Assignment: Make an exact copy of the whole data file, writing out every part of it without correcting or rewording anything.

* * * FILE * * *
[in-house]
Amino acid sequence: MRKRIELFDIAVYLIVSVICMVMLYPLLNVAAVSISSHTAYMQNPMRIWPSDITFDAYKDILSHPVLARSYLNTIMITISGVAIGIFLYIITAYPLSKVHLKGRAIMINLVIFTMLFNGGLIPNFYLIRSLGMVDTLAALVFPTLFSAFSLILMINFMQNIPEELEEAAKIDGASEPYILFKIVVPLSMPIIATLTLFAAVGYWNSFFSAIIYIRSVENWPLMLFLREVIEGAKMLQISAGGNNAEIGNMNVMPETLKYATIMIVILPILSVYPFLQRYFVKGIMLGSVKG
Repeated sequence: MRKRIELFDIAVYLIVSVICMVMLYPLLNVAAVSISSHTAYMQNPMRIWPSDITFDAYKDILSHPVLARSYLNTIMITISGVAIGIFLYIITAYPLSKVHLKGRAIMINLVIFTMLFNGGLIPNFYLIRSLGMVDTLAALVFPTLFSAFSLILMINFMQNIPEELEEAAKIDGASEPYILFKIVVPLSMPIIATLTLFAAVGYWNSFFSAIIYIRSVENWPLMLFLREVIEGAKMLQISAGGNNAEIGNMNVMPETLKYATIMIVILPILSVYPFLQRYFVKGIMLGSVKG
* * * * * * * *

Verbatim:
[in-house]
Amino acid sequence: MRKRIELFDIAVYLIVSVICMVMLYPLLNVAAVSISSHTAYMQNPMRIWPSDITFDAYKDILSHPVLARSYLNTIMITISGVAIGIFLYIITAYPLSKVHLKGRAIMINLVIFTMLFNGGLIPNFYLIRSLGMVDTLAALVFPTLFSAFSLILMINFMQNIPEELEEAAKIDGASEPYILFKIVVPLSMPIIATLTLFAAVGYWNSFFSAIIYIRSVENWPLMLFLREVIEGAKMLQISAGGNNAEIGNMNVMPETLKYATIMIVILPILSVYPFLQRYFVKGIMLGSVKG
Repeated sequence: MRKRIELFDIAVYLIVSVICMVMLYPLLNVAAVSISSHTAYMQNPMRIWPSDITFDAYKDILSHPVLARSYLNTIMITISGVAIGIFLYIITAYPLSKVHLKGRAIMINLVIFTMLFNGGLIPNFYLIRSLGMVDTLAALVFPTLFSAFSLILMINFMQNIPEELEEAAKIDGASEPYILFKIVVPLSMPIIATLTLFAAVGYWNSFFSAIIYIRSVENWPLMLFLREVIEGAKMLQISAGGNNAEIGNMNVMPETLKYATIMIVILPILSVYPFLQRYFVKGIMLGSVKG